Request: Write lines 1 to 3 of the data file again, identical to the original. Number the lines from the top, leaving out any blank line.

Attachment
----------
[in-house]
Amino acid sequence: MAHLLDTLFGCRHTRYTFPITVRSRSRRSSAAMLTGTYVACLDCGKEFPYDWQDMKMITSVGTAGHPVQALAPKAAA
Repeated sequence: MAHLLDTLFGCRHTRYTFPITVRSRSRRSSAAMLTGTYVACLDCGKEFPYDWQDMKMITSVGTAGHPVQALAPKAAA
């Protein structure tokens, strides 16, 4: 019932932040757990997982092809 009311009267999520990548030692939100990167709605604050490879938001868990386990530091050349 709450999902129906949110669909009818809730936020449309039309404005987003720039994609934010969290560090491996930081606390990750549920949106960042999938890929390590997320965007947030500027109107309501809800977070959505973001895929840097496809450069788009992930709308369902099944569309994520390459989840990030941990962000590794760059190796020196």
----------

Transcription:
[in-house]
Amino acid sequence: MAHLLDTLFGCRHTRYTFPITVRSRSRRSSAAMLTGTYVACLDCGKEFPYDWQDMKMITSVGTAGHPVQALAPKAAA
Repeated sequence: MAHLLDTLFGCRHTRYTFPITVRSRSRRSSAAMLTGTYVACLDCGKEFPYDWQDMKMITSVGTAGHPVQALAPKAAA